I have an ethical/philosophical dilemma. I am engaged to a widower, and I’m excited to start our life together and raise his young son. However, I recently learned that he impregnated a woman he’d been seeing before me.
He told me because, contrary to what he’d assumed, the woman had the baby. He wants to pay whatever child support is required by law and have nothing else to do with the child. It’s hard for me to reconcile that with how wonderful he is with his son. I know this is a child he didn’t want with a woman he was never serious about.
The modern woman in me says that, in this day of birth control and abortion, a woman who has a baby against the wishes of the man makes a choice that shouldn’t beholden the man to a thing. But my Jewish conscience says this is a child—a gift!—who has done nothing wrong.
Selfishly, I don’t want this to interfere with the life we have together. But (again that damn conscience!) then I ask myself if I don’t have an obligation to help him see his way clear to a commitment to this child? And I ask myself if his/our son will someday find out and what he will think. I am just so torn! Please help!
First and foremost, you sound like a lovely woman with a huge heart. I am so inspired by your generosity and the fact that you want to include this other child in your new life.
Second and just-as-important-but-my-mom-taught-me-to-start-with-the-nice-stuff, Dayenu! Enough. You’re about to hitch your fins to a father, a young son, and I’m guessing a small cache of LEGOs and light sabers. This is plenty to deal with.
This other child’s role in your life is not your decision; it’s your fiancé’s. He is the one who impregnated this woman, and he is the one who is choosing to be fiscally responsible. This is part of your marriage deal now.
Hear me out. I’m not saying that you just wait by the hearth singing “Stand By Your Man.” This new child is obviously affecting your growing family. So here are some things I think you can and should talk to him about:
-How does he feel about this woman giving birth to a child he helped create?
-How do you feel about this woman giving birth?
-Does he ever intend to see this kid?
-Why or why not?
-What exactly are his financial responsibilities to this child? (This is an important answer to have in writing so that everyone can be on the same page.)
Speaking of writing, before my dear friend Baba passed away a few years ago—yes, she is undoubtedly partying hard with David Bowie as we speak—she wrote a letter to her husband’s future lovers.
It was brilliant, exquisite, hilarious, and I will try to sum it up because it needs to be published in full one day so her family can make lots of money and we can fund new research and finally cure cancer.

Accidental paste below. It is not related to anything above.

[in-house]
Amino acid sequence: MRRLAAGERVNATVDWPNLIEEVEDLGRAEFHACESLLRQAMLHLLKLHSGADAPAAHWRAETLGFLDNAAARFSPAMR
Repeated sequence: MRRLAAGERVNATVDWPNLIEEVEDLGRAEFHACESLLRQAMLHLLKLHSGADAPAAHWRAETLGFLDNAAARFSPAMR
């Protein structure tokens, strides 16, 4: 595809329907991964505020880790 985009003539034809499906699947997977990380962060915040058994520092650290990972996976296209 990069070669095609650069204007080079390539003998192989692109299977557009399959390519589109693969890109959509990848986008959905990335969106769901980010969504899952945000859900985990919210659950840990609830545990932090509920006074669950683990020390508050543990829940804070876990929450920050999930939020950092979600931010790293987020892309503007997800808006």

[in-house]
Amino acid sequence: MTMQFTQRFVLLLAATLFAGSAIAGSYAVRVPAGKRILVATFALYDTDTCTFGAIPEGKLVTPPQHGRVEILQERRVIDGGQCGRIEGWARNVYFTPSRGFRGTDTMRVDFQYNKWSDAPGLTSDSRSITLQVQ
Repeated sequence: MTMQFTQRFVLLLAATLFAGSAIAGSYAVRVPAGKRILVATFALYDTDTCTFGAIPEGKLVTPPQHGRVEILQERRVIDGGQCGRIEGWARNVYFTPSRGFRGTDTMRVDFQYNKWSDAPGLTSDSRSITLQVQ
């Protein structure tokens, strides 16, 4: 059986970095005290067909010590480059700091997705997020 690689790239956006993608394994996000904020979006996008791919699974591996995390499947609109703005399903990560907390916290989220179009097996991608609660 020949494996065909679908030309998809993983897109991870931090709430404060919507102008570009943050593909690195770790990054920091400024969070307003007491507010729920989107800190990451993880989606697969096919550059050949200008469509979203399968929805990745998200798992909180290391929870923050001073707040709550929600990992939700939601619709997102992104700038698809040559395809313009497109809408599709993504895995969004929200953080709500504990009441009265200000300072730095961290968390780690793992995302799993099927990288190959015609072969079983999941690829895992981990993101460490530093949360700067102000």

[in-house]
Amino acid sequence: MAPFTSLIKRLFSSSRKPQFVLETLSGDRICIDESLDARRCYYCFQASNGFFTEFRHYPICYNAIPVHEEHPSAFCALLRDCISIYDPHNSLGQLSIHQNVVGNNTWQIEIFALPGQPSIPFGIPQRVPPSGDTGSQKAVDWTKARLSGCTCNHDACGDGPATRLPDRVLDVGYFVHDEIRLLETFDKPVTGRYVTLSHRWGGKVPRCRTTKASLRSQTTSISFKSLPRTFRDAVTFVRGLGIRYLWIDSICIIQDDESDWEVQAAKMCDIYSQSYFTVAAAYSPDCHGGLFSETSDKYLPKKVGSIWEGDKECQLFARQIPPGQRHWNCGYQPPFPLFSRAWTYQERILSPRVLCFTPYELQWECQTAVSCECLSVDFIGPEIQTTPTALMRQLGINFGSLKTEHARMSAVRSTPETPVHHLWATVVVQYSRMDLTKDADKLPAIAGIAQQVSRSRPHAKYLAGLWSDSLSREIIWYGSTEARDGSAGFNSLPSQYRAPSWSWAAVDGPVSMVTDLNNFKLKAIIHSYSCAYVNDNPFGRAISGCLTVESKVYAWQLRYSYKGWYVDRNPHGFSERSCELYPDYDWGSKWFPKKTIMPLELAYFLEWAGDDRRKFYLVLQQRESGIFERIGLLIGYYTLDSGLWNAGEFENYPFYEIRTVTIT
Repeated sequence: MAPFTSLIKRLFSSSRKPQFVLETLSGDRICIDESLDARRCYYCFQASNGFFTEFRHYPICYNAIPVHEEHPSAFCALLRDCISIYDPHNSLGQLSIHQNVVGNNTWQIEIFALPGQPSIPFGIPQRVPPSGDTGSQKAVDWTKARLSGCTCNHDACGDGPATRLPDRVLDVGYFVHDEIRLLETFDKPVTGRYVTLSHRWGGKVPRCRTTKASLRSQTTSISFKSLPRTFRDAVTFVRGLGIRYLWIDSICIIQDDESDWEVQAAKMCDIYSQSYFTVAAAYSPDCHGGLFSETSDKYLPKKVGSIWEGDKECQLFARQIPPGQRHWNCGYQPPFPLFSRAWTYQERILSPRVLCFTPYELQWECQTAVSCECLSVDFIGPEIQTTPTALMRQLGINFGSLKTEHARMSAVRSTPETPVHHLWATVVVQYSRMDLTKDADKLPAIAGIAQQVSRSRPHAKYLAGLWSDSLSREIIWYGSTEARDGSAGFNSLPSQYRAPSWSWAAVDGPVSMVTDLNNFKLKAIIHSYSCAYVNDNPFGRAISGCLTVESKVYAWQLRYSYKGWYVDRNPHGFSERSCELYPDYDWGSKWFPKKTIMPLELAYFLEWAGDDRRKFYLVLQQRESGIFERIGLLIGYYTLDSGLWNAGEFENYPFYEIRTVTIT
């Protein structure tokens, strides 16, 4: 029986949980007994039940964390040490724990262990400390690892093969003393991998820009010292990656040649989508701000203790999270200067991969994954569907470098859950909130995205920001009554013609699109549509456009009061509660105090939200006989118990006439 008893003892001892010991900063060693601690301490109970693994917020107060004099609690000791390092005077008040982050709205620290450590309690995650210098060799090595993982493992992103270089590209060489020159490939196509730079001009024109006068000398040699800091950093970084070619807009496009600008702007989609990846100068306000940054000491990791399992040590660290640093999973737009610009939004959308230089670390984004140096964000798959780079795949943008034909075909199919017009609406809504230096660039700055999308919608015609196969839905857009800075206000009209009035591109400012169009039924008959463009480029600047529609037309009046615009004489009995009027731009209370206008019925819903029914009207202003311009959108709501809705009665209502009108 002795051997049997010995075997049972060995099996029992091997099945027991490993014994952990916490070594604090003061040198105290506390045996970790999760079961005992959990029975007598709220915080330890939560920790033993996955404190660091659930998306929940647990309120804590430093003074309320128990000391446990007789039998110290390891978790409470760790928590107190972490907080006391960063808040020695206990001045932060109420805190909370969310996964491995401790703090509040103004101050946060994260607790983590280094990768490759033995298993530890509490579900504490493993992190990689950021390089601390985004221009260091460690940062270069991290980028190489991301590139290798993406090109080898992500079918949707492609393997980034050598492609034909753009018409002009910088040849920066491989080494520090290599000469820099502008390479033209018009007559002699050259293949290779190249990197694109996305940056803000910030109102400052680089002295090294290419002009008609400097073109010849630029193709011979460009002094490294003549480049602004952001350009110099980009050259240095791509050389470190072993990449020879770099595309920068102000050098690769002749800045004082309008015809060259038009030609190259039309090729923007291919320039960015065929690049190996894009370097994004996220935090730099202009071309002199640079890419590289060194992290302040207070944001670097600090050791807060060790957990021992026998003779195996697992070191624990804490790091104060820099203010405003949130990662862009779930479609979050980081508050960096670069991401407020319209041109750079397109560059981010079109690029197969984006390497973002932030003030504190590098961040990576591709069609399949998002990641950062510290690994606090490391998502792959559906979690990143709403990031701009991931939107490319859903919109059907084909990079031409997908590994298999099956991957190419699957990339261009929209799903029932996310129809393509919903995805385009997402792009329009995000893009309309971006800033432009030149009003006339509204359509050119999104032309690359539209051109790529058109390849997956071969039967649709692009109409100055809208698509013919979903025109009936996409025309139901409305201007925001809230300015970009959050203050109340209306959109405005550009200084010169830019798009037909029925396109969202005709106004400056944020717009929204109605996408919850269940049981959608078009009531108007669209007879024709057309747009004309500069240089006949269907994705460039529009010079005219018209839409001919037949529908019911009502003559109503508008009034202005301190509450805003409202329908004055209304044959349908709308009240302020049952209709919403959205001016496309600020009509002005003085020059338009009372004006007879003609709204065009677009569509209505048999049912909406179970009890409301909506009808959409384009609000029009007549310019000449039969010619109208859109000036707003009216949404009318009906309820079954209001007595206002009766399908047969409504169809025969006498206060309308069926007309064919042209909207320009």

You can have five horns and a leprechaun named Myrna, but the only thing I demand is that you are an amazing step-mom to my little girl. This is not a request. This is a requirement. If you are anything less than effusively loving and compassionate I WILL HAUNT YOU FROM THE OTHER SIDE.
Flummoxed, you have a new son who needs all your love and attention right now. Building this new home and new life together will be an amazing, exhilarating, and I’m sure at times terrifying experience. This is where your heart needs to focus. Right here.
I know this is probably the most obnoxious part of my answer. Be here now sounds like the hit single from every down-dogging monk this side of the Himalayas. And it’s something I fail at constantly—especially when I’m with my children. Gefiltes are not required to prove fiscal or emotional stability before spawning, and it shows.
I have a nasty habit of hosting playdates for my kiddos and then siding with the guest whenever there’s a fight. I also let the guests drink from the purple cup, or eat the biggest bowl of popcorn, or even cheat at UNO. I don’t know exactly why I do this, but I think it’s a combo platter of:
1. wanting to be the cool mom
2. trying to teach my kids how great it feels to be selfless
3. fear of true intimacy with my offspring
Ugh, that last one made my dill curdle.
Just a few days ago, when my 5-year-old was in a monster meltdown, I told him, “You can ruin your day if you want to, but Annie and I are still going to have fun playing mermaids.”
The tears literally sprung from my son’s eyes. His friend Annie was pretty stunned, too. I wasn’t teaching anybody how to be cool or compassionate. I was just trying to distract myself from the tantruming kid whose butt I still need to check even if he says he wiped.
You see, when I concentrate on making other kids happy, I don’t get too scared or precious about my own. Though I count to three and practice deep-breath-time-out combos, I go into silent tornadoes of anxiety when my kids get upset—spinning out all kinds of scary scenarios about their health and well-being.
So the other day, instead of facing these fears head-on or holding my tearful boy, I opened my arms to Annie, because she was a nice, pigtailed diversion.
Flummoxed, I’m not accusing you of doing this, but I will say that I think your concern about this other child sounds similar. I found a quote that I’d like you and I both to pin to the refrigerator:
May your choices reflect your hopes, not your fears.
Yesterday I was clever, so I wanted to change the world. Today I am wise, so I am changing myself.
And if you send me your address, I’ll mail you a picture to go with it. Most likely, an autographed picture of my 5-year-old’s design for a “squiggamajigger” (which can turn toothpaste into diamonds).
Flummoxed, you have an amazing opportunity to create a new family. Go out and enjoy it. When you do the horah, make sure to look at your new husband and your new son dancing too. Embrace your role as wife and mom. And I promise, you will feel your heart grow in every direction.
With love and schmaltz,
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